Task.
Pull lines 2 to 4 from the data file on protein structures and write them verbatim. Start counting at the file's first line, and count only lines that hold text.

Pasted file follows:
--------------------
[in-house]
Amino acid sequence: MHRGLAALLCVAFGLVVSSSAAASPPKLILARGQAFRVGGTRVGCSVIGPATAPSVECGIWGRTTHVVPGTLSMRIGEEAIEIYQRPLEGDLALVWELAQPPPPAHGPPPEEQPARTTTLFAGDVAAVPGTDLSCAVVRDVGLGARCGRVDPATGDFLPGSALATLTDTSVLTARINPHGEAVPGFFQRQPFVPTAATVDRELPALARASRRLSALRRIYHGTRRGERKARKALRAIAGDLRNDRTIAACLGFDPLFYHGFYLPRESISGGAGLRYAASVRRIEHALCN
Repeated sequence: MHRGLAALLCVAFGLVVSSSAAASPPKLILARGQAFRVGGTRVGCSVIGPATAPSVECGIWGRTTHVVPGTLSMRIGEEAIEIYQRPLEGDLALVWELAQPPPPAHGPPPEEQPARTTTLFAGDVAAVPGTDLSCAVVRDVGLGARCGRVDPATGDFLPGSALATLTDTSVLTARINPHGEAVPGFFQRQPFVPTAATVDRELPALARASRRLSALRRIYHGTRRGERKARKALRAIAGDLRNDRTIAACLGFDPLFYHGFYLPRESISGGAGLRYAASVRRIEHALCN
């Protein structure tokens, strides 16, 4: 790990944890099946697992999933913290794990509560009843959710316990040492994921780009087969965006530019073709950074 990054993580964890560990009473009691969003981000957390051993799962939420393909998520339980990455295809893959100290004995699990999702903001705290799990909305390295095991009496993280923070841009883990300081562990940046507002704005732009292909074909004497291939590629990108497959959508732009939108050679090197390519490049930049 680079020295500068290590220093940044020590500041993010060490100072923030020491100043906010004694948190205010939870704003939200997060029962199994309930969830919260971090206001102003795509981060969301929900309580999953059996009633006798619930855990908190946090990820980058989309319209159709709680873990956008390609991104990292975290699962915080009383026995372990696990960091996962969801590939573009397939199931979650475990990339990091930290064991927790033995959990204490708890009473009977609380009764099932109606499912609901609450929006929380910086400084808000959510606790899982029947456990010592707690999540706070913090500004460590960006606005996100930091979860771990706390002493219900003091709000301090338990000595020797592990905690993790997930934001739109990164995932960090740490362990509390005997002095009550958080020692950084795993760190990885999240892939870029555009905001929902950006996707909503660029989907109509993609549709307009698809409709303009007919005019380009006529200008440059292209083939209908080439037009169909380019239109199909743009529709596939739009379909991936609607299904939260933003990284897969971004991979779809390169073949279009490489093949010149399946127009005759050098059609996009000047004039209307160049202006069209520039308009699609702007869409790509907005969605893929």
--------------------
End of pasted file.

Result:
Amino acid sequence: MHRGLAALLCVAFGLVVSSSAAASPPKLILARGQAFRVGGTRVGCSVIGPATAPSVECGIWGRTTHVVPGTLSMRIGEEAIEIYQRPLEGDLALVWELAQPPPPAHGPPPEEQPARTTTLFAGDVAAVPGTDLSCAVVRDVGLGARCGRVDPATGDFLPGSALATLTDTSVLTARINPHGEAVPGFFQRQPFVPTAATVDRELPALARASRRLSALRRIYHGTRRGERKARKALRAIAGDLRNDRTIAACLGFDPLFYHGFYLPRESISGGAGLRYAASVRRIEHALCN
Repeated sequence: MHRGLAALLCVAFGLVVSSSAAASPPKLILARGQAFRVGGTRVGCSVIGPATAPSVECGIWGRTTHVVPGTLSMRIGEEAIEIYQRPLEGDLALVWELAQPPPPAHGPPPEEQPARTTTLFAGDVAAVPGTDLSCAVVRDVGLGARCGRVDPATGDFLPGSALATLTDTSVLTARINPHGEAVPGFFQRQPFVPTAATVDRELPALARASRRLSALRRIYHGTRRGERKARKALRAIAGDLRNDRTIAACLGFDPLFYHGFYLPRESISGGAGLRYAASVRRIEHALCN
């Protein structure tokens, strides 16, 4: 790990944890099946697992999933913290794990509560009843959710316990040492994921780009087969965006530019073709950074 990054993580964890560990009473009691969003981000957390051993799962939420393909998520339980990455295809893959100290004995699990999702903001705290799990909305390295095991009496993280923070841009883990300081562990940046507002704005732009292909074909004497291939590629990108497959959508732009939108050679090197390519490049930049 680079020295500068290590220093940044020590500041993010060490100072923030020491100043906010004694948190205010939870704003939200997060029962199994309930969830919260971090206001102003795509981060969301929900309580999953059996009633006798619930855990908190946090990820980058989309319209159709709680873990956008390609991104990292975290699962915080009383026995372990696990960091996962969801590939573009397939199931979650475990990339990091930290064991927790033995959990204490708890009473009977609380009764099932109606499912609901609450929006929380910086400084808000959510606790899982029947456990010592707690999540706070913090500004460590960006606005996100930091979860771990706390002493219900003091709000301090338990000595020797592990905690993790997930934001739109990164995932960090740490362990509390005997002095009550958080020692950084795993760190990885999240892939870029555009905001929902950006996707909503660029989907109509993609549709307009698809409709303009007919005019380009006529200008440059292209083939209908080439037009169909380019239109199909743009529709596939739009379909991936609607299904939260933003990284897969971004991979779809390169073949279009490489093949010149399946127009005759050098059609996009000047004039209307160049202006069209520039308009699609702007869409790509907005969605893929």